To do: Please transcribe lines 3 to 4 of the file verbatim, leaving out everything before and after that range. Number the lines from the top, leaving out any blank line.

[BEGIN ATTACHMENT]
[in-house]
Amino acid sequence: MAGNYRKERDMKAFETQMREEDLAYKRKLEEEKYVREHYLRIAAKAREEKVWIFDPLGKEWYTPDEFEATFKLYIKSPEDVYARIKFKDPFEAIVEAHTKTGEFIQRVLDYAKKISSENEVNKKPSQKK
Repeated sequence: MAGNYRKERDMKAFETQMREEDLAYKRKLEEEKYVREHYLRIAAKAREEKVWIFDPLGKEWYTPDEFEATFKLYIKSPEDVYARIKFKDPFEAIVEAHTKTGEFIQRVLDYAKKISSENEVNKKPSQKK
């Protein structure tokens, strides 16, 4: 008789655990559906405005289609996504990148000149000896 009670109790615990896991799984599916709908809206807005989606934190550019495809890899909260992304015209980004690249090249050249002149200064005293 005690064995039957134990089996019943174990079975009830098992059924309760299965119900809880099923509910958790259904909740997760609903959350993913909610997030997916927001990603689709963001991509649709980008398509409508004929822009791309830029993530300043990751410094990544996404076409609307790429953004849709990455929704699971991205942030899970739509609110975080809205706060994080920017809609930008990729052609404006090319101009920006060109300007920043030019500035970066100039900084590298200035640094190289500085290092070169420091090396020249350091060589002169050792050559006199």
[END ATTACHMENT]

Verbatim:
Repeated sequence: MAGNYRKERDMKAFETQMREEDLAYKRKLEEEKYVREHYLRIAAKAREEKVWIFDPLGKEWYTPDEFEATFKLYIKSPEDVYARIKFKDPFEAIVEAHTKTGEFIQRVLDYAKKISSENEVNKKPSQKK
């Protein structure tokens, strides 16, 4: 008789655990559906405005289609996504990148000149000896 009670109790615990896991799984599916709908809206807005989606934190550019495809890899909260992304015209980004690249090249050249002149200064005293 005690064995039957134990089996019943174990079975009830098992059924309760299965119900809880099923509910958790259904909740997760609903959350993913909610997030997916927001990603689709963001991509649709980008398509409508004929822009791309830029993530300043990751410094990544996404076409609307790429953004849709990455929704699971991205942030899970739509609110975080809205706060994080920017809609930008990729052609404006090319101009920006060109300007920043030019500035970066100039900084590298200035640094190289500085290092070169420091090396020249350091060589002169050792050559006199």